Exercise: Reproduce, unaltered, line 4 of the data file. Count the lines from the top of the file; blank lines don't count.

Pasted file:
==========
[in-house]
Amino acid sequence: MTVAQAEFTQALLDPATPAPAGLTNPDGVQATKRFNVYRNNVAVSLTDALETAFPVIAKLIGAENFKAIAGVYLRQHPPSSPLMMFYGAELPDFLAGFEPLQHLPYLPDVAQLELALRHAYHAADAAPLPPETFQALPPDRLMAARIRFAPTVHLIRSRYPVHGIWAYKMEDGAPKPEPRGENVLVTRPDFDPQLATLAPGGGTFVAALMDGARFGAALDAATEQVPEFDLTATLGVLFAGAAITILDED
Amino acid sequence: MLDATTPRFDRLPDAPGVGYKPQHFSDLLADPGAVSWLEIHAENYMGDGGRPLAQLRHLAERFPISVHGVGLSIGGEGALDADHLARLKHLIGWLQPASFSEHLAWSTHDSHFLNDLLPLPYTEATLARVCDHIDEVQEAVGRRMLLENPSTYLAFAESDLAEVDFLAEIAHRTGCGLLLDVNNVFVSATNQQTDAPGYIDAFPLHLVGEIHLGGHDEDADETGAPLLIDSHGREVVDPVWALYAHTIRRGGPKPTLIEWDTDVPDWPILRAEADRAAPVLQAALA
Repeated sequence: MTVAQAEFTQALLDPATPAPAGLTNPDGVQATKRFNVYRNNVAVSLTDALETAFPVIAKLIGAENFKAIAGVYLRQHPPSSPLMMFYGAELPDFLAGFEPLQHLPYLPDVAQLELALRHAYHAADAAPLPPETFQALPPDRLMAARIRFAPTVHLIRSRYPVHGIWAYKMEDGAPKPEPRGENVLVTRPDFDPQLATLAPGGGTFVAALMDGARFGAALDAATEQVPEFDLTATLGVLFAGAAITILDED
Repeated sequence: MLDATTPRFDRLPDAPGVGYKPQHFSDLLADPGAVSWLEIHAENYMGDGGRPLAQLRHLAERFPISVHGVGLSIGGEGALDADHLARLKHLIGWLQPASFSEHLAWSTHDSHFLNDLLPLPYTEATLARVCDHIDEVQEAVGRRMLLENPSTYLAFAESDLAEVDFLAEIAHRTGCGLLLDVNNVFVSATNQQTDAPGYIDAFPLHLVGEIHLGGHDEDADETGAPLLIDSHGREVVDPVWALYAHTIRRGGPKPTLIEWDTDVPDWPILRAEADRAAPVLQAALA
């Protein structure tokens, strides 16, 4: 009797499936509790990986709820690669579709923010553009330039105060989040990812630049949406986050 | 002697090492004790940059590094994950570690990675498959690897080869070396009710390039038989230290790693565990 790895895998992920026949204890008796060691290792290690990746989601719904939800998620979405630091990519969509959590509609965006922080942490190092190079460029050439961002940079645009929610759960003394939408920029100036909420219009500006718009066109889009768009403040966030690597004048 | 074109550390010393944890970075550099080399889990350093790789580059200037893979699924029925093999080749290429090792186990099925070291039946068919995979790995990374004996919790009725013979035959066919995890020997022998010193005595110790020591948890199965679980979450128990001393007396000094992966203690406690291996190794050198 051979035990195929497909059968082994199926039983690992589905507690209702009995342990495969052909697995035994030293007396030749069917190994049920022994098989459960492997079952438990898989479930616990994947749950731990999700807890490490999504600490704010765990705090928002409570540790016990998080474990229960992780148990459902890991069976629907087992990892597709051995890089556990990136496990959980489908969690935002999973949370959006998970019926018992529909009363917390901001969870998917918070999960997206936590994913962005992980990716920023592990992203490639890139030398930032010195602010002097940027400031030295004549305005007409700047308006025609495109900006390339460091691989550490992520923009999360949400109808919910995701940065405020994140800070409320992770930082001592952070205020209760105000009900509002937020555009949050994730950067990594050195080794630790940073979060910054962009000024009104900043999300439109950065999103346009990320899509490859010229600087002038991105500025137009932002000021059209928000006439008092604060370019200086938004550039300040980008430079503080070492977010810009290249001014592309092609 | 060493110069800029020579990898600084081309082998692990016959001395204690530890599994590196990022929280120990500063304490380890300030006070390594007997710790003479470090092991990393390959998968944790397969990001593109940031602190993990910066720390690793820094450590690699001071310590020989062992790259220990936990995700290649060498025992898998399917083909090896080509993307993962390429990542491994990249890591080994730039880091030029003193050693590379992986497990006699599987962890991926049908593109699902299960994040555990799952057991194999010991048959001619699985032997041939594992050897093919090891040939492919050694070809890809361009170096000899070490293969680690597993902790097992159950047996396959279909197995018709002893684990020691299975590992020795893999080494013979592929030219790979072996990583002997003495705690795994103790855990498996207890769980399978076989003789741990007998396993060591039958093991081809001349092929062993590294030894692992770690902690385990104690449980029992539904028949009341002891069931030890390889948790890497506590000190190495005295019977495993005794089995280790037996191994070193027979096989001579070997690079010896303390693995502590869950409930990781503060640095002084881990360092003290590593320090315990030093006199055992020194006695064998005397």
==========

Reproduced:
Repeated sequence: MTVAQAEFTQALLDPATPAPAGLTNPDGVQATKRFNVYRNNVAVSLTDALETAFPVIAKLIGAENFKAIAGVYLRQHPPSSPLMMFYGAELPDFLAGFEPLQHLPYLPDVAQLELALRHAYHAADAAPLPPETFQALPPDRLMAARIRFAPTVHLIRSRYPVHGIWAYKMEDGAPKPEPRGENVLVTRPDFDPQLATLAPGGGTFVAALMDGARFGAALDAATEQVPEFDLTATLGVLFAGAAITILDED